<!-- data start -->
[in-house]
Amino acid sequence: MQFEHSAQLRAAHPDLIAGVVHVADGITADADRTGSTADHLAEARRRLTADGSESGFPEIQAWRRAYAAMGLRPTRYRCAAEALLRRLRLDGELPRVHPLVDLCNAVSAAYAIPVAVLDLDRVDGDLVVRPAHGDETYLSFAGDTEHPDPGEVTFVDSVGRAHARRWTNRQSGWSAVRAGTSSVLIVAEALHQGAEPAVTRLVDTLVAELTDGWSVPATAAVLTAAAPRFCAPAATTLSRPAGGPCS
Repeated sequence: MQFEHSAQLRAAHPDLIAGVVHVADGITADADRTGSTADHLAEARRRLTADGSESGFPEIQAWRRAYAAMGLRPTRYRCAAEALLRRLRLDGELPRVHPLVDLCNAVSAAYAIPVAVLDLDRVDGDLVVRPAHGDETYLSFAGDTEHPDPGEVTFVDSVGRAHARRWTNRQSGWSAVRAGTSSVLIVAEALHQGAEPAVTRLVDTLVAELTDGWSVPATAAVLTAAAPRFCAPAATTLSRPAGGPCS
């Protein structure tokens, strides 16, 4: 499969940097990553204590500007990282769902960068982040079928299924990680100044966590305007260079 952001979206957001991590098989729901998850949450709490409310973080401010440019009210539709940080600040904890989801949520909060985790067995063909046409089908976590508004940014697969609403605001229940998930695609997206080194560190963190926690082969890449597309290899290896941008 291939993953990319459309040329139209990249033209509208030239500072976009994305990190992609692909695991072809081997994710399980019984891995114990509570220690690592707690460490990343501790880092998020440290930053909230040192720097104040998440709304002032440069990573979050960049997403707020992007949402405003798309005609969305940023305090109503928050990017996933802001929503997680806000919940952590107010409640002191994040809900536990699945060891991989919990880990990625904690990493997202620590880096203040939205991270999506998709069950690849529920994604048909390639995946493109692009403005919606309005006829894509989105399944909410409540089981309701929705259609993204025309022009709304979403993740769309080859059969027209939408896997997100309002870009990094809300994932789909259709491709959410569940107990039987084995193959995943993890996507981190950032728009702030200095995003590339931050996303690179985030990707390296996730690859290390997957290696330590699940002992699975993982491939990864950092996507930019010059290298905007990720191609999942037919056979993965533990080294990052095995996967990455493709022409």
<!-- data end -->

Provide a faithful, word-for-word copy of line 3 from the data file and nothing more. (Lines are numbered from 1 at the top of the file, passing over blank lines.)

Repeated sequence: MQFEHSAQLRAAHPDLIAGVVHVADGITADADRTGSTADHLAEARRRLTADGSESGFPEIQAWRRAYAAMGLRPTRYRCAAEALLRRLRLDGELPRVHPLVDLCNAVSAAYAIPVAVLDLDRVDGDLVVRPAHGDETYLSFAGDTEHPDPGEVTFVDSVGRAHARRWTNRQSGWSAVRAGTSSVLIVAEALHQGAEPAVTRLVDTLVAELTDGWSVPATAAVLTAAAPRFCAPAATTLSRPAGGPCS